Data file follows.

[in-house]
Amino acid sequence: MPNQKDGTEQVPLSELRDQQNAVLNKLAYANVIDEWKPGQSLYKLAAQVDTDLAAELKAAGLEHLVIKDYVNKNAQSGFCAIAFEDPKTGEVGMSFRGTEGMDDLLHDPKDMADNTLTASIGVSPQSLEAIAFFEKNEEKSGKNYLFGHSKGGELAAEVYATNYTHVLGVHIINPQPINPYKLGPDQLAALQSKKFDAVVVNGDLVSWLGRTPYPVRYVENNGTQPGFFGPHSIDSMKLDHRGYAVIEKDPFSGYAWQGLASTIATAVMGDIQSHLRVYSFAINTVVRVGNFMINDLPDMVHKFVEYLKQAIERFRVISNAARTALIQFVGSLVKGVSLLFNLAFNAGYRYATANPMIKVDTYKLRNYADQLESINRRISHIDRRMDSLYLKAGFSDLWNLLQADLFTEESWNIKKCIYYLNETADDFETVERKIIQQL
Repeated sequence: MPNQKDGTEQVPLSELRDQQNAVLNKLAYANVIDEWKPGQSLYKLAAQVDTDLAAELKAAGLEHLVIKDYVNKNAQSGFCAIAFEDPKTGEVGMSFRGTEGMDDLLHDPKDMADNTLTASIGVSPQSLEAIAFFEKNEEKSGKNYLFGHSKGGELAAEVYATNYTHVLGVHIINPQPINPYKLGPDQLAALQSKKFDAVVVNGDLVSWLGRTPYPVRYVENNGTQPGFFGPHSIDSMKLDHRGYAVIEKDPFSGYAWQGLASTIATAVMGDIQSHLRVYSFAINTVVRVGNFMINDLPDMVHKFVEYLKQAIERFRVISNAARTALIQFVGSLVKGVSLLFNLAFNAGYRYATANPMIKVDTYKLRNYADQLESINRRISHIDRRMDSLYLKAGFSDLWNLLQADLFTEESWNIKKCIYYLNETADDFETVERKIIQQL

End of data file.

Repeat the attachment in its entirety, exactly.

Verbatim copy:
[in-house]
Amino acid sequence: MPNQKDGTEQVPLSELRDQQNAVLNKLAYANVIDEWKPGQSLYKLAAQVDTDLAAELKAAGLEHLVIKDYVNKNAQSGFCAIAFEDPKTGEVGMSFRGTEGMDDLLHDPKDMADNTLTASIGVSPQSLEAIAFFEKNEEKSGKNYLFGHSKGGELAAEVYATNYTHVLGVHIINPQPINPYKLGPDQLAALQSKKFDAVVVNGDLVSWLGRTPYPVRYVENNGTQPGFFGPHSIDSMKLDHRGYAVIEKDPFSGYAWQGLASTIATAVMGDIQSHLRVYSFAINTVVRVGNFMINDLPDMVHKFVEYLKQAIERFRVISNAARTALIQFVGSLVKGVSLLFNLAFNAGYRYATANPMIKVDTYKLRNYADQLESINRRISHIDRRMDSLYLKAGFSDLWNLLQADLFTEESWNIKKCIYYLNETADDFETVERKIIQQL
Repeated sequence: MPNQKDGTEQVPLSELRDQQNAVLNKLAYANVIDEWKPGQSLYKLAAQVDTDLAAELKAAGLEHLVIKDYVNKNAQSGFCAIAFEDPKTGEVGMSFRGTEGMDDLLHDPKDMADNTLTASIGVSPQSLEAIAFFEKNEEKSGKNYLFGHSKGGELAAEVYATNYTHVLGVHIINPQPINPYKLGPDQLAALQSKKFDAVVVNGDLVSWLGRTPYPVRYVENNGTQPGFFGPHSIDSMKLDHRGYAVIEKDPFSGYAWQGLASTIATAVMGDIQSHLRVYSFAINTVVRVGNFMINDLPDMVHKFVEYLKQAIERFRVISNAARTALIQFVGSLVKGVSLLFNLAFNAGYRYATANPMIKVDTYKLRNYADQLESINRRISHIDRRMDSLYLKAGFSDLWNLLQADLFTEESWNIKKCIYYLNETADDFETVERKIIQQL